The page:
If you look at the party vote over the time that Norman has been in the party, it’s pretty good. He looks burnt out to me, or he did at the last election, and some of that’s to do with the internal party priorities, but I think it’s also to do with the fact that the GP and Norman want humanistic politics and it’s just not possible at the moment. Many of the good ones end up leaving because of that.

          The Greens want change not power, so if you want to assess their success you have to look at what they’ve achieved in terms of change not power. In those terms, they’re still doing very well, but I can appreciate that for individual MPs there comes a time when they’re spent and need to move on.

        • maui 5.1.1.2

          Any party that can increase their voting numbers by 64% in 6 years should be looked on as fairly successful… maybe not in your book.

          • dukeofurl 5.1.1.2.1

            Successful ?

            2011 11.06%
            2014 10.7%

            Its normally called going backwards, as MMP is all about the %

            • maui 5.1.1.2.1.1

              Really? That’s not what the voters are saying.

              2005 120,521
              2008 157,613
              2011 247,372
              2014 257,356

              • Lanthanide

                But it’s not raw votes that matter, it’s the proportion of people who back you, your ideas and policies compared to backing other parties.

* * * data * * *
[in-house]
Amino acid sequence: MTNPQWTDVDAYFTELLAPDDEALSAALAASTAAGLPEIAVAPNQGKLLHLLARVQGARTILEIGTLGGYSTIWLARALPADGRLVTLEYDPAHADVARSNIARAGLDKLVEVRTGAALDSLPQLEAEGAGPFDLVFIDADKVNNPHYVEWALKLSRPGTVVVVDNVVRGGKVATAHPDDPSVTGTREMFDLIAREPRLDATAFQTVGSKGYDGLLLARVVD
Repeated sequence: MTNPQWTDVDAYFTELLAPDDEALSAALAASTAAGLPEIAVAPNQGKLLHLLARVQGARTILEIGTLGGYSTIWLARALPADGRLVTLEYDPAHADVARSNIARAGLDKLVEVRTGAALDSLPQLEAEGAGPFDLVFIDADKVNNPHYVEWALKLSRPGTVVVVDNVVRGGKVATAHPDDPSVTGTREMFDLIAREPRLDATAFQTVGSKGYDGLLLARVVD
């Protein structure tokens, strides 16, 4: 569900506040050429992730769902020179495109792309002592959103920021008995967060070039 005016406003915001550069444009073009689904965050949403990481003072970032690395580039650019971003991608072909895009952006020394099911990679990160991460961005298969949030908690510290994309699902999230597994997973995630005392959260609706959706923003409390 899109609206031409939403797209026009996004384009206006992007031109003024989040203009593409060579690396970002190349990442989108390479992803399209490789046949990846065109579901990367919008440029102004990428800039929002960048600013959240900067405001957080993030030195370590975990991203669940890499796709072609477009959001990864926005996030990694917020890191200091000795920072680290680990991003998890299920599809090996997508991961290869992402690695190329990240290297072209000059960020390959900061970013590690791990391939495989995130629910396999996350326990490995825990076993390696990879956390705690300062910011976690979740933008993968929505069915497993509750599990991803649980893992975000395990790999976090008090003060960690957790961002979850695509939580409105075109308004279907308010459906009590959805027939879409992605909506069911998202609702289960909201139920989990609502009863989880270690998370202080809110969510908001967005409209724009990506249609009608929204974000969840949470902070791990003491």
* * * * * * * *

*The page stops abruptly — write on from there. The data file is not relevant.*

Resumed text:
GP have gone backwards on that basis.

                • maui

                  Hmm, if I look out the window and see thousands of protestors and realise a few people have walked off in the last 5 minutes, whereas numbers had more than doubled in the last couple of hours I’m not going to say the protest has failed. DOU seems to be looking at the few people walking off and saying look the protest is a failure.

                  • Lanthanide

                    That’s nice, but that has nothing to do with the rules of how Parliament allocates seats and how the government is formed, which is ultimately the goal if you are a political party.

            • weka 5.1.1.2.1.2

              “Its normally called going backwards, as MMP is all about the %”

              No, it’s not, as I’ve already explained. But keep spinning your donut there duke.

              • dukeofurl

                so the electorate is getting bigger and the numbers who went out to vote increased last time.

                The % of the party vote which is used to calculate the numbers of MPs has decreased for the GP

                it went from 11.06% of voters to 10.7%, which is going backwards.

                Curious maui that you missed out the numbers for 2002 ? It was 142,250 and 7.0% and it took till 2011 for that to be exceeded.

                The % of the voters going to the poll and who voted Green has dropped in the last election. All the bullshit doesnt change that Greens SHARE is falling

                • weka

                  “Curious maui that you missed out the numbers for 2002 ?”

                  Whereas you left out all the numbers except the last two elections. As if those two elections are definitive of GP success.

                  You don’t have any evidence that the GP vote is dropping in general. Yes it dropped slightly in that election, but that’s not indicative of them going backwards, as much as you would like to spin it that way.

                  Pretty much every comment you have made in this thread is an attempt to cast the GP in a negative light. It’s getting boring.